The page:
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Bubbles and BMP-6 for bone repair
Treatments for bone nonunions (fractures that fail to heal) include surgery and bone grafting. As an alternative to viral gene delivery, Bez et al. developed a two-step therapy. First, endogenous mesenchymal stem/progenitor cells were recruited to the bone nonunion by implanting a collagen sponge in the defect site. Two weeks later, bone morphogenetic protein-6 (BMP-6) plasmid DNA and microbubbles were injected into nonunions, and ultrasound was applied to oscillate the microbubbles, which helped the recruited progenitors take up the BMP-6. This therapy led to transient BMP-6 secretion, bone regeneration, and fracture healing over 6 weeks in critical-sized tibial nonunions in mini-pigs.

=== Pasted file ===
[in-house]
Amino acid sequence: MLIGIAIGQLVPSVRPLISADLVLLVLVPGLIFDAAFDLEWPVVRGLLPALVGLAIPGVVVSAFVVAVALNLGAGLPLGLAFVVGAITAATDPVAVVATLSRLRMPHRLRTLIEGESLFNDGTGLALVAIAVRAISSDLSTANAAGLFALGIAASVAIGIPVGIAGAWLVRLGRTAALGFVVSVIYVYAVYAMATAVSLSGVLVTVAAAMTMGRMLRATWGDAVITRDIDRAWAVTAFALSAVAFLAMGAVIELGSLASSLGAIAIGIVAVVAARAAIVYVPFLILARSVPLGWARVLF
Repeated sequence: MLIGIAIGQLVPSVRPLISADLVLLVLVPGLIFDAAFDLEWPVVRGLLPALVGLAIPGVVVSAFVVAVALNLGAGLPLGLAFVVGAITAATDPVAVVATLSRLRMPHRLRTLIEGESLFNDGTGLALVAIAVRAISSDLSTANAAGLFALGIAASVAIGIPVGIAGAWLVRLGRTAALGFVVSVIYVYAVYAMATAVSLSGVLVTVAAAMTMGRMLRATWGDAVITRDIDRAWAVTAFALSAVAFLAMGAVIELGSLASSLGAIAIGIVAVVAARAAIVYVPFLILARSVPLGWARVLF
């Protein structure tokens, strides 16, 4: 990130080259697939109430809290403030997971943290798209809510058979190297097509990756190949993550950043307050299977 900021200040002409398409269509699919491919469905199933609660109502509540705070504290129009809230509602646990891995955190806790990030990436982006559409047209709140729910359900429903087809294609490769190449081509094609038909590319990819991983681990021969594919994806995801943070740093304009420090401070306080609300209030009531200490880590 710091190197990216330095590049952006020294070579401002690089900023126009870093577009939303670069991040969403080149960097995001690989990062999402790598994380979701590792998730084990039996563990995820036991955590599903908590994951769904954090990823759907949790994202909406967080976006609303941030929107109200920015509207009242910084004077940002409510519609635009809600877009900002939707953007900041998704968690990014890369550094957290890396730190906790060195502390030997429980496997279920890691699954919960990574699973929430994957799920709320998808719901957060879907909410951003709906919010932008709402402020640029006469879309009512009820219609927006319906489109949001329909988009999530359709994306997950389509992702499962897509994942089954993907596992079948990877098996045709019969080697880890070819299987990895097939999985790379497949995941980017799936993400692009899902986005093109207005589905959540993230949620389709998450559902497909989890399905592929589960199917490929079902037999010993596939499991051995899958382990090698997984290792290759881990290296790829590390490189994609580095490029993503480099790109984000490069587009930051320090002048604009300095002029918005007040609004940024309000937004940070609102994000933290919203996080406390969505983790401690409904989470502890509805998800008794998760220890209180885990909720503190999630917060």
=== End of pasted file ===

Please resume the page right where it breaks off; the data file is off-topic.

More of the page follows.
More than 2 million bone-grafting procedures are performed each year using autografts or allografts. However, both options carry disadvantages, and there remains a clear medical need for the development of new therapies for massive bone loss and fracture nonunions. We hypothesized that localized ultrasound-mediated, microbubble-enhanced therapeutic gene delivery to endogenous stem cells would induce efficient bone regeneration and fracture repair. To test this hypothesis, we surgically created a critical-sized bone fracture in the tibiae of Yucatán mini-pigs, a clinically relevant large animal model. A collagen scaffold was implanted in the fracture to facilitate recruitment of endogenous mesenchymal stem/progenitor cells (MSCs) into the fracture site. Two weeks later, transcutaneous ultrasound-mediated reporter gene delivery successfully transfected 40% of cells at the fracture site, and flow cytometry showed that 80% of the transfected cells expressed MSC markers. Human bone morphogenetic protein-6 (BMP-6) plasmid DNA was delivered using ultrasound in the same animal model, leading to transient expression and secretion of BMP-6 localized to the fracture area. Micro–computed tomography and biomechanical analyses showed that ultrasound-mediated BMP-6 gene delivery led to complete radiographic and functional fracture healing in all animals 6 weeks after treatment, whereas nonunion was evident in control animals. Collectively, these findings demonstrate that ultrasound-mediated gene delivery to endogenous mesenchymal progenitor cells can effectively treat nonhealing bone fractures in large animals, thereby addressing a major orthopedic unmet need and offering new possibilities for clinical translation.
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